How one under-rated vegetable can lift mood, improve digestion and pamper the heart
The asparagus’ long, greenish stalks and tightly-packed, segmented tips give this vegetable an unusual, even homely, appearance - making it difficult to believe that it belongs to the same botanical family as the graceful lily. But appearances aren’t everything. Asparagus stalks might look odd, but they are flavorful, with a pleasing, mild taste when nibbled raw and a nutty, sweetish flavor when cooked.
When it comes to nutrition, asparagus delivers vitamins to spare - with a half-cup serving containing 12 percent of the recommended adult daily intake for vitamin C, 18 percent of the RDI for vitamin A, and 57 percent of the RDI for vitamin K. And, did anyone say “minerals?” Asparagus has you covered there, too, offering healthy amounts of potassium, phosphorus, iron, magnesium, manganese, and zinc. In addition to asparagus’ stellar nutritional profile, this tasty veggie can promote health and well-being in three unexpected ways.
Asparagus promotes a healthy “ticker”
Asparagus is packed full of antioxidants – such as beta-carotene, vitamin C, and selenium - which can help scavenge harmful free radicals that may otherwise contribute to oxidative damage to the heart. However, the “crown jewel” of asparagus’ lineup of antioxidants is its high glutathione levels. Considered the body’s most crucial detoxifier, this antioxidant enzyme is an all-around defender against pathogens, oxidative stress, and toxins.
Asparagus also helps lower blood pressure through its potassium content, which relaxes blood vessels and helps to rid the body of excess salt. A half-cup of asparagus also contains over a third of the day’s requirement for folate, a B vitamin critical to heart health that has been linked to reducing risk of strokes. Finally, asparagus’ content of vitamin K plays a role in escorting calcium out of the blood, helping to keep arteries clear and prevent atherosclerosis. There’s no doubt about it - asparagus is a “major player” in supporting a healthy heart.
Fiber in asparagus promotes healthy weight, benefits microbial balance in the digestive tract
Moreover, asparagus is an excellent food to eat to support a weight-loss journey. A half-cup contains only 20 calories - but delivers nearly 2 grams of beneficial dietary fiber. This helps create a feeling of satiety, or fullness, that can help you avoid binge eating and food cravings.
Even better, asparagus contributes two valuable types of fiber with their own benefits. The insoluble fiber in asparagus adds bulk to stools and supports healthy elimination, while soluble fiber forms a gel-like substance in the digestive tract, which may help to “trap” toxins and carcinogens. (In fact, an influential population screening published in the American Journal of Clinical Nutrition suggests that higher-fiber diets can lower the risk of colorectal cancer).
And soluble fiber has yet another “nifty trick” that can support healthy metabolism and weight. It is prebiotic, providing fuel for “friendly” bacteria in the gut such as Lactobacillus and Bifidobacteria. By helping to balance gut bacteria, the prebiotic fiber in asparagus can promote healthy metabolism and weight.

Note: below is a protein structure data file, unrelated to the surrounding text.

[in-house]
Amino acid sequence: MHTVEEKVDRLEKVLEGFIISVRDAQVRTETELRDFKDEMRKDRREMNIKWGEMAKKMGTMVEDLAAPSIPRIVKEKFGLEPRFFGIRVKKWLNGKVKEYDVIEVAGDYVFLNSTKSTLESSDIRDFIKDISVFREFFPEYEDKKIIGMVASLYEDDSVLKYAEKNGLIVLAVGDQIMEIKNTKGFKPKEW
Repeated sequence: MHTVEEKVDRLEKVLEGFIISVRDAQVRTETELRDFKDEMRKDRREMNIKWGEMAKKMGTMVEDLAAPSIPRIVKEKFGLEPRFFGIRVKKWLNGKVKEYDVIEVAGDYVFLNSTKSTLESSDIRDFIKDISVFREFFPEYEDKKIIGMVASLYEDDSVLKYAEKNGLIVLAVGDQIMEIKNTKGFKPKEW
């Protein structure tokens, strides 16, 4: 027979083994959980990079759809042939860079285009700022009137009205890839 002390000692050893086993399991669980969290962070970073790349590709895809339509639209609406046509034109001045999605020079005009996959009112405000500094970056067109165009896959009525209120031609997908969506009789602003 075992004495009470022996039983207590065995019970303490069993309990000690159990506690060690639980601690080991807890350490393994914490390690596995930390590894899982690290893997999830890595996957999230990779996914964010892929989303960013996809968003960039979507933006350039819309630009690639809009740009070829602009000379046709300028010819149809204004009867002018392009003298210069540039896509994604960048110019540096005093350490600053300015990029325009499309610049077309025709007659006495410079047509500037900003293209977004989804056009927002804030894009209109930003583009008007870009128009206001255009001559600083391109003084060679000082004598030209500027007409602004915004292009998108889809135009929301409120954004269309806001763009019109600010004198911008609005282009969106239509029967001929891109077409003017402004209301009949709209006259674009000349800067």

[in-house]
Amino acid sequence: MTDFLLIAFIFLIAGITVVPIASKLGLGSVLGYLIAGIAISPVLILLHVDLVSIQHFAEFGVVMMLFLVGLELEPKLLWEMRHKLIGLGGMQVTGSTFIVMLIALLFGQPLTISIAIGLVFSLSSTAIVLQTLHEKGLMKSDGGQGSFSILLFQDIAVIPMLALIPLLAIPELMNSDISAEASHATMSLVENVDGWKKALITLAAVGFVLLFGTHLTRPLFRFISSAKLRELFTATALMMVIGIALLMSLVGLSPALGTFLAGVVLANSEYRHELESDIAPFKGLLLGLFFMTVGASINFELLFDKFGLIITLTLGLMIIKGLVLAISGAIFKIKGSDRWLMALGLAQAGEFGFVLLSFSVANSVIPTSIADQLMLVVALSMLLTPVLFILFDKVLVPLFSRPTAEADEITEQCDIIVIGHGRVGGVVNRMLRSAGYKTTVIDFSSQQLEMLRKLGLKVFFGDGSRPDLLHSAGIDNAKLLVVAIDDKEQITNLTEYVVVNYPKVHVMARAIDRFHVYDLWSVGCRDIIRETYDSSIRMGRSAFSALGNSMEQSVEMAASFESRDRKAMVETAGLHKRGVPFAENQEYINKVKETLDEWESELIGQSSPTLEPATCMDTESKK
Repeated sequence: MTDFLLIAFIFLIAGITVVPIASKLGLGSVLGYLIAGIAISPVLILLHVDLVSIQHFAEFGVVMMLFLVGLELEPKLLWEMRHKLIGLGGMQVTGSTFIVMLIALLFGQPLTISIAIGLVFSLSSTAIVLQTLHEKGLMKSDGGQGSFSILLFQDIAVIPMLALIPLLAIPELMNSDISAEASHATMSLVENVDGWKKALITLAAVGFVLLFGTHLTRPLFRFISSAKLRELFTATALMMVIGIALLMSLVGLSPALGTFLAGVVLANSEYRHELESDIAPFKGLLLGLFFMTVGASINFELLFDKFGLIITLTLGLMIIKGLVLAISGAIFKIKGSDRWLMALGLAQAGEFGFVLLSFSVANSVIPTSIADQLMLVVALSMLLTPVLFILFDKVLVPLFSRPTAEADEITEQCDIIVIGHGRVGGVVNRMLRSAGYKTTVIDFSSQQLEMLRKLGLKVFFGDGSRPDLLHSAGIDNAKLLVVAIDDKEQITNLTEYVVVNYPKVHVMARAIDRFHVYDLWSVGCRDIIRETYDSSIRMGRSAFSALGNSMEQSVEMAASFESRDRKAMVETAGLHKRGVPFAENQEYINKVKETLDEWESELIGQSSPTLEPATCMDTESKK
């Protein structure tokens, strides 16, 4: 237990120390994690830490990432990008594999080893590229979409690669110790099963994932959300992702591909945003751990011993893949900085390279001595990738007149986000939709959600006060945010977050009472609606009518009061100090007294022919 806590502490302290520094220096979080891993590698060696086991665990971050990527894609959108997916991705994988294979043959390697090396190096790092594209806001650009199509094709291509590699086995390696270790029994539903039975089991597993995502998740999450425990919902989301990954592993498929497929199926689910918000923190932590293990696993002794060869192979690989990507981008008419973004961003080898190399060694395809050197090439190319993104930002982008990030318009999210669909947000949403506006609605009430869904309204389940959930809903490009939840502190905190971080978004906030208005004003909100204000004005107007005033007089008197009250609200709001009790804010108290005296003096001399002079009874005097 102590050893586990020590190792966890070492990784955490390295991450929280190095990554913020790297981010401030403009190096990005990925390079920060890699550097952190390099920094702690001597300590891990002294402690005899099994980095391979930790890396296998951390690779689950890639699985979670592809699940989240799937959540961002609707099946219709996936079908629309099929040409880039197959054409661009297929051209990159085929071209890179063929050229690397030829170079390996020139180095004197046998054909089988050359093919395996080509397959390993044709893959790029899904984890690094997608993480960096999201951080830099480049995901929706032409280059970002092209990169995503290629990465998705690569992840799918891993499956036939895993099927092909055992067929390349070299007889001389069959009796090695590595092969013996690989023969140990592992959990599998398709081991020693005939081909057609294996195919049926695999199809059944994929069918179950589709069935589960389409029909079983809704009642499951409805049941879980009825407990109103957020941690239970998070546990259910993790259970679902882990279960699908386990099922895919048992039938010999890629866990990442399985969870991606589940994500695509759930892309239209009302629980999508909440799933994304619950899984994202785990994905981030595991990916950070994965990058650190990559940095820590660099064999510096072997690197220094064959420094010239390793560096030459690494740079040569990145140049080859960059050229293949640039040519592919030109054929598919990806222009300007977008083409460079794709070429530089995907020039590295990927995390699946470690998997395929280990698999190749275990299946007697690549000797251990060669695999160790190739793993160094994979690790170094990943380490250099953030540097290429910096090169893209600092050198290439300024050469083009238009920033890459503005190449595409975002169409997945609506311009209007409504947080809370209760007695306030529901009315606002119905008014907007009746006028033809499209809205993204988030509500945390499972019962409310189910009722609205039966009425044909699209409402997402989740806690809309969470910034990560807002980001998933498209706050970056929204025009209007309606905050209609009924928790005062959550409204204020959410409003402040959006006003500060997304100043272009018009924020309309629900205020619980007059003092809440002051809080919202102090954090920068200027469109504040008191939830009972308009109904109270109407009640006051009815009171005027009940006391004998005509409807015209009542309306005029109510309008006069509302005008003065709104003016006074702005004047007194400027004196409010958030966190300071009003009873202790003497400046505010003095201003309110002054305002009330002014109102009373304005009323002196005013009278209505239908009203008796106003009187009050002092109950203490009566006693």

Cheer up: Asparagus may reduce risk of depression
Asparagus has one more pleasant surprise in store. Scientists say it may promote a more positive mood and discourage depression, as its rich supply of the B vitamin folate can help prevent the accumulation of an amino acid known as homocysteine.
Excessive homocysteine can block blood and nutrients from reaching the brain, interfering with the production of “feel-good” hormones - such as serotonin and dopamine - needed for stable mood and restful sleep. So, if you feel the need for a boost in mood, it can’t hurt to nibble on some asparagus.
Endlessly versatile asparagus can be prepared in several ways
You can enjoy asparagus boiled, sauteed, roasted, stir-fried, steamed, grilled, and baked. While classic asparagus with butter, lemon, and black pepper are hard to beat, you may find it also partners well with less traditional seasonings such as red pepper flakes, paprika, cumin, cilantro, ginger, tarragon, or chili powder. Of course, don’t overlook garlic, oregano, and basil - or the satisfying pairing of asparagus and melted cheese. You can also add asparagus to omelets, frittatas, and pasta.
In addition to conventional green asparagus, you can find this veggie in purple and white varieties. When selecting asparagus, avoid those with limp, flabby stems, and make sure tips are tightly closed and unblemished. Older, thicker stems may need the bottoms trimmed, as they can be tough and woody.
As with other vegetables rich in vitamin K, you should discuss your asparagus consumption with your doctor if you take blood thinners.
Another “perk” of asparagus is that the Environmental Working Group lists it among the top 15 foods least likely to be contaminated with pesticides. However, you should still rinse asparagus thoroughly before use.
Flavorful and nutritious, asparagus makes a fantastic addition to your healthy diet.
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